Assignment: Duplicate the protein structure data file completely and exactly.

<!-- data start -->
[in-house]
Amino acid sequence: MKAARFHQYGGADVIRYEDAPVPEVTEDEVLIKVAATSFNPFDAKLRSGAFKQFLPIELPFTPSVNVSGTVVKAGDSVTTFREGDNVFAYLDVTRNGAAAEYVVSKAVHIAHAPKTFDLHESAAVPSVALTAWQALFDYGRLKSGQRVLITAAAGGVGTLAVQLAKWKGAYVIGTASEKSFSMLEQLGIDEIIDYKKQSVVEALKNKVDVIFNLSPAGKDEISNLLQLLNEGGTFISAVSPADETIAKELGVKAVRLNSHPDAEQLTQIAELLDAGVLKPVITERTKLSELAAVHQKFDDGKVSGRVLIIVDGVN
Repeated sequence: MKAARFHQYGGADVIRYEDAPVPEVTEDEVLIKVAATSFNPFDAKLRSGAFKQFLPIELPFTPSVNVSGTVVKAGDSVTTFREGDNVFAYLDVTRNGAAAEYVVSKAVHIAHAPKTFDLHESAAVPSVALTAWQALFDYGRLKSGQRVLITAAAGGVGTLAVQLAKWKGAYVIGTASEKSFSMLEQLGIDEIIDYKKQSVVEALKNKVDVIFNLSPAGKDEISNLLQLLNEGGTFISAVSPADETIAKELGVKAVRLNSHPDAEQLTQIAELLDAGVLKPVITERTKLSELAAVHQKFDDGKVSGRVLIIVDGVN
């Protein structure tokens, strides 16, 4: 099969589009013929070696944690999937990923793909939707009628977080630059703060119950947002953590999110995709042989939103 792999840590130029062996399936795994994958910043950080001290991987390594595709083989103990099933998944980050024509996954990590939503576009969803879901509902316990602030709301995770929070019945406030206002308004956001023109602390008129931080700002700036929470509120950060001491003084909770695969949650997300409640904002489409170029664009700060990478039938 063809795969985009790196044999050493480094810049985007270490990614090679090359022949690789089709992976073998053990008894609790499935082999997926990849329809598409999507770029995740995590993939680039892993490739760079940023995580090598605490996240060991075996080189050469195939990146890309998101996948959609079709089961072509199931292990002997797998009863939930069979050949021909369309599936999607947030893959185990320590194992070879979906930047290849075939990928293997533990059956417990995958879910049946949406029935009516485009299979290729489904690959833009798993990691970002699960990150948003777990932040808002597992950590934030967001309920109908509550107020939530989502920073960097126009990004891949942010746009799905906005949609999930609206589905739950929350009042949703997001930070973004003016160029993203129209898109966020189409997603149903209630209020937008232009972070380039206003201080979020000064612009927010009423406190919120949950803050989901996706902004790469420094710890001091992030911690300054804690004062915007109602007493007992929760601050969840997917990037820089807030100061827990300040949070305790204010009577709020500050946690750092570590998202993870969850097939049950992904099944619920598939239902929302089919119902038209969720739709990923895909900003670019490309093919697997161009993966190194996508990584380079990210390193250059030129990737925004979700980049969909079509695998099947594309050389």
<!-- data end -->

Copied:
[in-house]
Amino acid sequence: MKAARFHQYGGADVIRYEDAPVPEVTEDEVLIKVAATSFNPFDAKLRSGAFKQFLPIELPFTPSVNVSGTVVKAGDSVTTFREGDNVFAYLDVTRNGAAAEYVVSKAVHIAHAPKTFDLHESAAVPSVALTAWQALFDYGRLKSGQRVLITAAAGGVGTLAVQLAKWKGAYVIGTASEKSFSMLEQLGIDEIIDYKKQSVVEALKNKVDVIFNLSPAGKDEISNLLQLLNEGGTFISAVSPADETIAKELGVKAVRLNSHPDAEQLTQIAELLDAGVLKPVITERTKLSELAAVHQKFDDGKVSGRVLIIVDGVN
Repeated sequence: MKAARFHQYGGADVIRYEDAPVPEVTEDEVLIKVAATSFNPFDAKLRSGAFKQFLPIELPFTPSVNVSGTVVKAGDSVTTFREGDNVFAYLDVTRNGAAAEYVVSKAVHIAHAPKTFDLHESAAVPSVALTAWQALFDYGRLKSGQRVLITAAAGGVGTLAVQLAKWKGAYVIGTASEKSFSMLEQLGIDEIIDYKKQSVVEALKNKVDVIFNLSPAGKDEISNLLQLLNEGGTFISAVSPADETIAKELGVKAVRLNSHPDAEQLTQIAELLDAGVLKPVITERTKLSELAAVHQKFDDGKVSGRVLIIVDGVN
């Protein structure tokens, strides 16, 4: 099969589009013929070696944690999937990923793909939707009628977080630059703060119950947002953590999110995709042989939103 792999840590130029062996399936795994994958910043950080001290991987390594595709083989103990099933998944980050024509996954990590939503576009969803879901509902316990602030709301995770929070019945406030206002308004956001023109602390008129931080700002700036929470509120950060001491003084909770695969949650997300409640904002489409170029664009700060990478039938 063809795969985009790196044999050493480094810049985007270490990614090679090359022949690789089709992976073998053990008894609790499935082999997926990849329809598409999507770029995740995590993939680039892993490739760079940023995580090598605490996240060991075996080189050469195939990146890309998101996948959609079709089961072509199931292990002997797998009863939930069979050949021909369309599936999607947030893959185990320590194992070879979906930047290849075939990928293997533990059956417990995958879910049946949406029935009516485009299979290729489904690959833009798993990691970002699960990150948003777990932040808002597992950590934030967001309920109908509550107020939530989502920073960097126009990004891949942010746009799905906005949609999930609206589905739950929350009042949703997001930070973004003016160029993203129209898109966020189409997603149903209630209020937008232009972070380039206003201080979020000064612009927010009423406190919120949950803050989901996706902004790469420094710890001091992030911690300054804690004062915007109602007493007992929760601050969840997917990037820089807030100061827990300040949070305790204010009577709020500050946690750092570590998202993870969850097939049950992904099944619920598939239902929302089919119902038209969720739709990923895909900003670019490309093919697997161009993966190194996508990584380079990210390193250059030129990737925004979700980049969909079509695998099947594309050389």